What is the maximum number of queens which can be placed on an Chessboard such that no two attack one
another? The answer is queens, which gives eight queens for the usual board (Madachy 1979). The *number*
of different ways the queens can be placed on an chessboard so that no two queens may attack each other for
the first few are 1, 0, 0, 2, 10, 4, 40, 92, ... (Sloane's A000170, Madachy 1979). The number of rotationally and
reflectively distinct solutions are 1, 0, 0, 1, 2, 1, 6, 12, 46, 92, ... (Sloane's A002562; Dudeney 1970; p. 96). The 12
distinct solutions for are illustrated above, and the remaining 80 are generated by Rotation and
Reflection (Madachy 1979).

The minimum number of queens needed to occupy or attack all squares of an board is 5. Dudeney (1970, pp. 95-96) gave the following results for the number of distinct arrangements of queens attacking or occupying every square of an board for which every queen is attacked (``protected'') by at least one other.

Queens | ||

2 | 4 | 3 |

3 | 5 | 37 |

3 | 6 | 1 |

4 | 7 | 5 |

Dudeney (1970, pp. 95-96) also gave the following results for the number of distinct arrangements of queens attacking or occupying every square of an board for which no two queens attack one another (they are ``not protected'').

Queens | ||

1 | 2 | 1 |

1 | 3 | 1 |

3 | 4 | 2 |

3 | 5 | 2 |

4 | 6 | 17 |

4 | 7 | 1 |

5 | 8 | 91 |

Vardi (1991) generalizes the problem from a square chessboard to one with the topology of the Torus. The number of solutions for queens with Odd are 1, 0, 10, 28, 0, 88, ... (Sloane's A007705). Vardi (1991) also considers the toroidal ``semiqueens'' problem, in which a semiqueen can move like a rook or bishop, but only on Positive broken diagonals. The number of solutions to this problem for queens with Odd are 1, 3, 15, 133, 2025, 37851, ... (Sloane's A006717), and 0 for Even .

Chow and Velucchi give the solution to the question, ``How many different arrangements of queens are possible on an
order chessboard?'' as 1/8th of the Coefficient of in the Polynomial

Velucchi also considers the nondominating queens problem, which consists of placing queens on an order chessboard to leave a maximum number of unattacked vacant cells. The first few values are 0, 0, 0, 1, 3, 5, 7, 11, 18, 22, 30, 36, 47, 56, 72, 82, ... (Sloane's A001366). The results can be generalized to queens on an board.

**References**

Ball, W. W. R. and Coxeter, H. S. M. *Mathematical Recreations and Essays, 13th ed.* New York: Dover, pp. 166-169, 1987.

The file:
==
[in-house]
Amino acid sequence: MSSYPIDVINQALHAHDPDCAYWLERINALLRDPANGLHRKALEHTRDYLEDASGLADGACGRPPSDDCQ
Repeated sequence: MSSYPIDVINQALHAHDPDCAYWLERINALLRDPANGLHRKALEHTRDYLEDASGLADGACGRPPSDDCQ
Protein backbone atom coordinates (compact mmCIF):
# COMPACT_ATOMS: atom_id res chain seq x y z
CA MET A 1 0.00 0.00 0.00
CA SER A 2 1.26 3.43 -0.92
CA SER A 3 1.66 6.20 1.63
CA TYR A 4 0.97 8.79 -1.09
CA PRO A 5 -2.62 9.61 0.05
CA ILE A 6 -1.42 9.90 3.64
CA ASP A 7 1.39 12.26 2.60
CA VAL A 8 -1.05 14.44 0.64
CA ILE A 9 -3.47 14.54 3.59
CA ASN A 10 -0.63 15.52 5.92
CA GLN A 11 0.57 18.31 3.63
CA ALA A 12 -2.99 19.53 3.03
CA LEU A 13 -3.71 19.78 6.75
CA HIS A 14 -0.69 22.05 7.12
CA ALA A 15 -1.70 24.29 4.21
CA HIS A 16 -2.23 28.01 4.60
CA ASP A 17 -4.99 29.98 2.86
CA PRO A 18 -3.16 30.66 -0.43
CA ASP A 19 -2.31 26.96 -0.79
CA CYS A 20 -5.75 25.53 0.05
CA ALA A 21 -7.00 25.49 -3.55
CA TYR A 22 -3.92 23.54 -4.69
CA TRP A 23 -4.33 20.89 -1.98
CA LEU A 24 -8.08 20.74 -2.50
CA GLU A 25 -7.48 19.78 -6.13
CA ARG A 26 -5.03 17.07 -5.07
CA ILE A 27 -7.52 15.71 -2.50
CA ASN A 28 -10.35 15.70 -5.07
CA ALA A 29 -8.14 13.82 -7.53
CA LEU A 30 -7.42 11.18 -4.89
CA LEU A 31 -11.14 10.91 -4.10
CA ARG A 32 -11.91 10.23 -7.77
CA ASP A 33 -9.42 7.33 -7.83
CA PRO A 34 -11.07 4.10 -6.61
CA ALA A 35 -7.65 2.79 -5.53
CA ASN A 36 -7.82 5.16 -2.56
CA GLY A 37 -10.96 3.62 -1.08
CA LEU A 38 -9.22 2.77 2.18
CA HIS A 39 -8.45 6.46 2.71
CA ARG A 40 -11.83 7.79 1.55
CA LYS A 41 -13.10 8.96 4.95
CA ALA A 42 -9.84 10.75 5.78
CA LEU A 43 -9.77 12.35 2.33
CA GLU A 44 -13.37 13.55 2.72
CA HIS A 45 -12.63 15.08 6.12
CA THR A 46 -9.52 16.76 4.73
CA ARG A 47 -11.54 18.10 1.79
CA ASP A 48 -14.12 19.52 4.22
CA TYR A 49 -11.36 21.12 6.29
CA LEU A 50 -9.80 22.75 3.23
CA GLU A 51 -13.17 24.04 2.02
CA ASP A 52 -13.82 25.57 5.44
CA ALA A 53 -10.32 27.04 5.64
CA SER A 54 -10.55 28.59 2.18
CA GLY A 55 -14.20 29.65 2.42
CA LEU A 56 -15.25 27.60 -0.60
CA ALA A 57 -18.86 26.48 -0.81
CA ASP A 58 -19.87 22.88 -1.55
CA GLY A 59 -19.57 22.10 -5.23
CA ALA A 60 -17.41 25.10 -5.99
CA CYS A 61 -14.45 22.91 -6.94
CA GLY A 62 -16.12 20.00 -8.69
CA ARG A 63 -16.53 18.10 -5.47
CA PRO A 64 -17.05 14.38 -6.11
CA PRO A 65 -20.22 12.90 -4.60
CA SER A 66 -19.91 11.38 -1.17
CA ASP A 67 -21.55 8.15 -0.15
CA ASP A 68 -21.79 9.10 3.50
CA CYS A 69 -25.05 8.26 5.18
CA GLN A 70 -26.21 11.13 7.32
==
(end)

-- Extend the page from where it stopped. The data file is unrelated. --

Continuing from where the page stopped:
Campbell, P. J. ``Gauss and the 8-Queens Problem: A Study in the Propagation of Historical Error.'' *Historia Math.* **4**, 397-404, 1977.

Chow, T. and Velucchi, M. ``Different Dispositions in the Chessboard.'' http://www.cli.di.unipi.it/~velucchi/diff.txt.

Dudeney, H. E. ``The Eight Queens.'' §300 in *Amusements in Mathematics.* New York: Dover, p. 89, 1970.

Erbas, C. and Tanik, M. M. ``Generating Solutions to the -Queens Problem Using 2-Circulants.''
*Math. Mag.* **68**, 343-356, 1995.

Erbas, C.; Tanik, M. M.; and Aliyzaicioglu, Z. ``Linear Congruence Equations for the Solutions of the -Queens
Problem.'' *Inform. Proc. Let.* **41**, 301-306, 1992.

Ginsburg, J. ``Gauss's Arithmetization of the Problem of Queens.'' *Scripta Math.* **5**, 63-66, 1939.

Guy, R. K. ``The Queens Problem.'' §C18 in
*Unsolved Problems in Number Theory, 2nd ed.* New York: Springer-Verlag, pp. 133-135, 1994.

Kraitchik, M. ``The Problem of the Queens'' and ``Domination of the Chessboard.'' §10.3 and 10.4
in *Mathematical Recreations.* New York: W. W. Norton, pp. 247-256, 1942.

Madachy, J. S. *Madachy's Mathematical Recreations.* New York: Dover, pp. 34-36, 1979.

Pólya, G. ``Über die `doppelt-periodischen' Lösungen des -Damen-Problems.'' In *Mathematische Unterhaltungen und Spiele*
(Ed. W. Ahrens). 1918.

Riven, I.; Vardi, I.; and Zimmerman, P. ``The -Queens Problem.'' *Amer. Math. Monthly* **101**, 629-639, 1994.

Riven, I. and Zabih, R. ``An Algebraic Approach to Constraint Satisfaction Problems.'' In
*Proc. Eleventh Internat. Joint Conference on Artificial Intelligence, Vol. 1, August 20-25, 1989.*
Detroit, MI: IJCAII, pp. 284-289, 1989.

Ruskey, F. ``Information on the Queens Problem.'' http://sue.csc.uvic.ca/~cos/inf/misc/Queen.html.

Sloane, N. J. A. Sequences
A001366,
A000170/M1958,
A006717/M3005,
A007705/M4691,
A002562/M0180
in ``An On-Line Version of the Encyclopedia of Integer Sequences.''
http://www.research.att.com/~njas/sequences/eisonline.html and extended entry in Sloane, N. J. A. and Plouffe, S.
*The Encyclopedia of Integer Sequences.* San Diego: Academic Press, 1995.

Vardi, I. ``The -Queens Problems.'' Ch. 6 in *Computational Recreations in Mathematica.*
Redwood City, CA: Addison-Wesley, pp. 107-125, 1991.

Velucchi, M. ``Non-Dominating Queens Problem.'' http://www.cli.di.unipi.it/~velucchi/queens.txt.

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1999-05-25